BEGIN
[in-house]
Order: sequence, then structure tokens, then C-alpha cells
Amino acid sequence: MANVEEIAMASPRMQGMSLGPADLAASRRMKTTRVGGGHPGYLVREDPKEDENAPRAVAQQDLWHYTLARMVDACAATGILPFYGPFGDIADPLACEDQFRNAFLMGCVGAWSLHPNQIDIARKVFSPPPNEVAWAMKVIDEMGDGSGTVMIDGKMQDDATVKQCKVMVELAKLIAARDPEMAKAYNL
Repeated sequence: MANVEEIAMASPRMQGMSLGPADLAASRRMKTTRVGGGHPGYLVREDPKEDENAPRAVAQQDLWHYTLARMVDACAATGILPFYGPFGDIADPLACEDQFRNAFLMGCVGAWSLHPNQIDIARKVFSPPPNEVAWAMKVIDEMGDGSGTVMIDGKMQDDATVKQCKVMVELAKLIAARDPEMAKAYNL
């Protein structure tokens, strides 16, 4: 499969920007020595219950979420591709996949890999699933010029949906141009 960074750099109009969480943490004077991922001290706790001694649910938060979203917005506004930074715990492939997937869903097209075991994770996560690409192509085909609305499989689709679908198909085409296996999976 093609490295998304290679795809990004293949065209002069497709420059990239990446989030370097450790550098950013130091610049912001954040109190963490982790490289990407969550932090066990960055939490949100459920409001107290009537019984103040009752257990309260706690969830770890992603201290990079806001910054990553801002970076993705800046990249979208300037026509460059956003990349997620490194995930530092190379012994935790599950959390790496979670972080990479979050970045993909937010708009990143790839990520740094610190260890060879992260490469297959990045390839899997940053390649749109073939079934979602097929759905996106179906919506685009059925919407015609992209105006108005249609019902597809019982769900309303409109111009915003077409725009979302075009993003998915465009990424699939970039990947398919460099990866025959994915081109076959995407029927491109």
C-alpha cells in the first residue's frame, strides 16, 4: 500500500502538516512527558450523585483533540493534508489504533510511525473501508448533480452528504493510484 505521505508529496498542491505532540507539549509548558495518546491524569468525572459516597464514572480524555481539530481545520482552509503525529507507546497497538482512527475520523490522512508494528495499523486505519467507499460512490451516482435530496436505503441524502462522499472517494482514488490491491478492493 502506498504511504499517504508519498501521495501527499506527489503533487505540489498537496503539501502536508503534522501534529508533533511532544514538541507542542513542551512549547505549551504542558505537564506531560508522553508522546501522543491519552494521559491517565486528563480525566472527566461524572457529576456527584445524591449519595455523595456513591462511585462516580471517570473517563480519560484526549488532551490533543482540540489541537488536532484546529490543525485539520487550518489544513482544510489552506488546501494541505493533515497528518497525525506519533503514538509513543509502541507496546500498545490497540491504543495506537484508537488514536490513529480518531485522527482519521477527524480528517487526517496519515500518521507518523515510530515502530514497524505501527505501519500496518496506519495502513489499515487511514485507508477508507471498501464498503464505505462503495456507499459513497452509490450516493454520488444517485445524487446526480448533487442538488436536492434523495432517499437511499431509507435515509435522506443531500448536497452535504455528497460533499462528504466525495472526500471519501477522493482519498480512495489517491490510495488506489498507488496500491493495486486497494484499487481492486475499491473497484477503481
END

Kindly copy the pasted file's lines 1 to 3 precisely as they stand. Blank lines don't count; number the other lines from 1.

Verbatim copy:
[in-house]
Order: sequence, then structure tokens, then C-alpha cells
Amino acid sequence: MANVEEIAMASPRMQGMSLGPADLAASRRMKTTRVGGGHPGYLVREDPKEDENAPRAVAQQDLWHYTLARMVDACAATGILPFYGPFGDIADPLACEDQFRNAFLMGCVGAWSLHPNQIDIARKVFSPPPNEVAWAMKVIDEMGDGSGTVMIDGKMQDDATVKQCKVMVELAKLIAARDPEMAKAYNL